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Simple Mould Facts

10 Things You Should Know About Mould
  1.  Exposure to elevated levels of molds can cause health problems in sensitive individuals, such as respiratory problems and sinus problems, cold and flu-like symptoms, headaches, fatigue, trouble concentrating, and memory loss. Those most susceptible include young children, the elderly, those with compromised immune systems, and persons with pre-existing respiratory conditions.
  2. There are many molds that have the potential to cause health problems including Alternaria, Aspergillus, Chaetomium, Cladosporium, Fusarium, Penicillium, and Stachybotrys. (Just because you can't pronounce it doesn't mean it can't cause problems.)
  3. Mold spores can cause health problems even if the spores are dead.
  4. Mold requires an organic food source, such as cloth, sheet rock, or wood, and a moisture source to grow. Mold can begin to grow if any organic material remains wet for more than 48 hours. The way to control mold growth indoors is to control moisture indoors.
  5. Mold spores are very common outdoors and there is no practical way to eliminate all mold spores indoors.
  6. Molds can grow undetected inside wall spaces, under carpet, and inside HVAC systems.
  7. Mold growth can often be the visible sign of a structural defect that allows moisture to intrude into a building.
  8. When doing mold abatement, it is first necessary to find and eliminate the moisture source. If the moisture problem is not resolved, the mold growth will return.
  9. Cleanup of large areas of mold growth can cause airborne levels of spores to increase up to 10,000 times that of background levels resulting in acute exposure to those doing the cleanup if personal protective equipment is not worn.
  10. The best way to abate mold growth indoors is to remove the impacted materials. Cleaning the surface of a material with mold growth may not always kill the mold, especially if mold is growing on porous materials like sheet rock or carpeting.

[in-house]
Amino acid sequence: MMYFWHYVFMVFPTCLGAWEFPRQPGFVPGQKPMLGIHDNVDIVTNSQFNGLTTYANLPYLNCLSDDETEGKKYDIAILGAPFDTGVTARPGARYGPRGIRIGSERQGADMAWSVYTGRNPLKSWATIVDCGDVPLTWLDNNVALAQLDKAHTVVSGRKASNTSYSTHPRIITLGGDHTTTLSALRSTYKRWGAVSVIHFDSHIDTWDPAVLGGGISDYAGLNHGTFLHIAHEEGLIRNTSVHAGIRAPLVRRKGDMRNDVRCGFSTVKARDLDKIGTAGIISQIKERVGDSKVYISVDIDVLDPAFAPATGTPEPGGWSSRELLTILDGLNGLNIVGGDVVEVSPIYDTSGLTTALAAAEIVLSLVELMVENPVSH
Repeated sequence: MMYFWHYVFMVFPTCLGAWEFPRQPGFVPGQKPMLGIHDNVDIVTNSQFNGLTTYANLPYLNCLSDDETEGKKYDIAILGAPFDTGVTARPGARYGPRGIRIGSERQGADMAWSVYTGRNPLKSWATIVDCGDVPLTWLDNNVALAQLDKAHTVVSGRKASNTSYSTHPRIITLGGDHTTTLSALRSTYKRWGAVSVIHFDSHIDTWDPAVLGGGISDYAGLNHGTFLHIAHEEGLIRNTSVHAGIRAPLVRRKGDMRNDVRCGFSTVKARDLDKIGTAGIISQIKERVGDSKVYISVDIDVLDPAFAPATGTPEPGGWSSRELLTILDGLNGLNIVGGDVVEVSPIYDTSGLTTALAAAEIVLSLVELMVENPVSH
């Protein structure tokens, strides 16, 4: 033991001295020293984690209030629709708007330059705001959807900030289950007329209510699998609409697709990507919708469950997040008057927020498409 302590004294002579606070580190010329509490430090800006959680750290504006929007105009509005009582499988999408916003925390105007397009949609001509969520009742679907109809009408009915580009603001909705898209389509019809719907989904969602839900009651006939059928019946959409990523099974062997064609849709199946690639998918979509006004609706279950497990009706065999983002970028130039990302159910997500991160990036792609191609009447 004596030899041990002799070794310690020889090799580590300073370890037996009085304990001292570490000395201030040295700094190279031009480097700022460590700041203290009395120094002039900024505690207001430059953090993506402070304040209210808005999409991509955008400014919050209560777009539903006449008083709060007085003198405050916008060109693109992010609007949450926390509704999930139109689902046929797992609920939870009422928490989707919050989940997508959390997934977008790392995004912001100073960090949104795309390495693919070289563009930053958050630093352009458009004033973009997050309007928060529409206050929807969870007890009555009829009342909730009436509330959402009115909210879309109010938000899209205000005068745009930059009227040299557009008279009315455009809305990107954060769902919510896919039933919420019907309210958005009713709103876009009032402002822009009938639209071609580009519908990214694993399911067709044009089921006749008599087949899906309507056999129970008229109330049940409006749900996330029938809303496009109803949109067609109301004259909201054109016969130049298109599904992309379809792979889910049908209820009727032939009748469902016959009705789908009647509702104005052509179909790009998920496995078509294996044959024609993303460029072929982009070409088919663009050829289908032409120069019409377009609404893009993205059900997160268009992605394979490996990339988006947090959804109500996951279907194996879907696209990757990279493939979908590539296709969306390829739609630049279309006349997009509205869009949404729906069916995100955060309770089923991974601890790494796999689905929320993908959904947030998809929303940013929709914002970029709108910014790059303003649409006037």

10 Things You Should Remember About Molds:
  1. Mold spores are everywhere outdoors. There is no practical way to eliminate all mold spores indoors.
  2. Exposure to elevated levels of mold can cause serious health problem.
  3. There are many molds that have the potential to cause health problems: Alternaria, Aspergillus, Chaetomium, Cladosporium, Fusarium, Penicillium, Stachybotrys.
  4. Molds spores can cause health problems even if the spores are dead.
  5. Mold requires an organic food source, such as cloth, sheetrock, wood, and moisture source to grow. Mold can begin to grow if any organic material that remains wet for more than 48 hours. The way to control mold growth indoors is to control moisture indoors.
  6. Molds can grow undetected inside wall spaces, under carpet and inside HVAC.
  7. Mold growth can often be the visible sign of a structural defect that allows moisture to intrude into a building.
  8. If the moisture problem is not resolved, the mold growth will return.
  9. Cleanup of large areas of mold growth can cause airborne levels of spores to increase up to 10,000 times.
  10. The best way to abate mold growth indoors is to remove the impacted materials.
Ten Things You Should Know About Treating Mold
  1. Mold requires four conditions to grow and flourish: moisture, a food source, warm temperatures and receptive surface.
  2. Almost all single cell microbes, including mold, bacteria, algae, and fungi are negatively charged.
  3. The Microbe Guard Antimicrobials molecularly change the surface on any substrate that they are applied to, creating a positively charged polymer surface that kills mold, bacteria, algae and fungi and contact. This new surface electromagnetically draws microbes to its surface and kills mold and mold spores.
  4. Potential health effects and symptoms associated with mold exposures include allergic reactions, asthma, and other respiratory complaints.
  5. The most practical way to eliminate mold and mold spores in the indoor environment is to control moisture.
  6. If mold is a problem in your home or school, you must clean up the mold and eliminate sources of moisture.
  7. Reduce indoor humidity (to 30-60% ) to decrease mold growth:
          Vent bathrooms, dryers, and other moisture-generating sources to the outside.
          Use air conditioners and de-humidifiers.
          Increase ventilation.
          Use exhaust fans whenever cooking, dishwashing or cleaning.
  8. Clean and dry any damp or wet building materials and furnishings within 24-48 hours to prevent mold growth. Clean mold off hard surfaces with water and detergent and dry completely. Absorbent materials that are moldy, such as ceiling tiles, may need to be replaced.
  9. Prevent condensation by reducing the potential for condensation on cold surfaces by adding insulation (e.g., around windows, piping, exterior walls, roof, or floors). In areas where there is a perpetual moisture problem, do not install carpeting (e.g., by drinking fountains, by classroom sinks or on concrete floors with leaks or frequent condensation).
  10. Molds can be found almost anywhere--they can grow on virtually any substance, providing moisture is present. There are molds that can grow on wood, paper, carpet and foods.

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